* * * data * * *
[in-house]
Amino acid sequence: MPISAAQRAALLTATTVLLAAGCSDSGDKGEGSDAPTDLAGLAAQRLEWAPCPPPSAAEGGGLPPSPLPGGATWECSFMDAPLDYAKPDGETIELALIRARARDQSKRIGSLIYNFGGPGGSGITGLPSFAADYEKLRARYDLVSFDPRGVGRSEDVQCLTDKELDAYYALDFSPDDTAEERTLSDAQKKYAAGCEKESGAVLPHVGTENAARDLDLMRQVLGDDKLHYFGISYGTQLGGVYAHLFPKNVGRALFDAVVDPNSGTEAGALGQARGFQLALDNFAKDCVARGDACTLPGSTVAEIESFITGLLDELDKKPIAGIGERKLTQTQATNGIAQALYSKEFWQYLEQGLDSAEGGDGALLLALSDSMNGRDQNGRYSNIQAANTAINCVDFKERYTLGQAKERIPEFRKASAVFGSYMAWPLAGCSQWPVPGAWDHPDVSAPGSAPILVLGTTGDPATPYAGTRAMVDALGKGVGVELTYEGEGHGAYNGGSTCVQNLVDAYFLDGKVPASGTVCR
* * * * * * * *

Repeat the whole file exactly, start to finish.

[in-house]
Amino acid sequence: MPISAAQRAALLTATTVLLAAGCSDSGDKGEGSDAPTDLAGLAAQRLEWAPCPPPSAAEGGGLPPSPLPGGATWECSFMDAPLDYAKPDGETIELALIRARARDQSKRIGSLIYNFGGPGGSGITGLPSFAADYEKLRARYDLVSFDPRGVGRSEDVQCLTDKELDAYYALDFSPDDTAEERTLSDAQKKYAAGCEKESGAVLPHVGTENAARDLDLMRQVLGDDKLHYFGISYGTQLGGVYAHLFPKNVGRALFDAVVDPNSGTEAGALGQARGFQLALDNFAKDCVARGDACTLPGSTVAEIESFITGLLDELDKKPIAGIGERKLTQTQATNGIAQALYSKEFWQYLEQGLDSAEGGDGALLLALSDSMNGRDQNGRYSNIQAANTAINCVDFKERYTLGQAKERIPEFRKASAVFGSYMAWPLAGCSQWPVPGAWDHPDVSAPGSAPILVLGTTGDPATPYAGTRAMVDALGKGVGVELTYEGEGHGAYNGGSTCVQNLVDAYFLDGKVPASGTVCR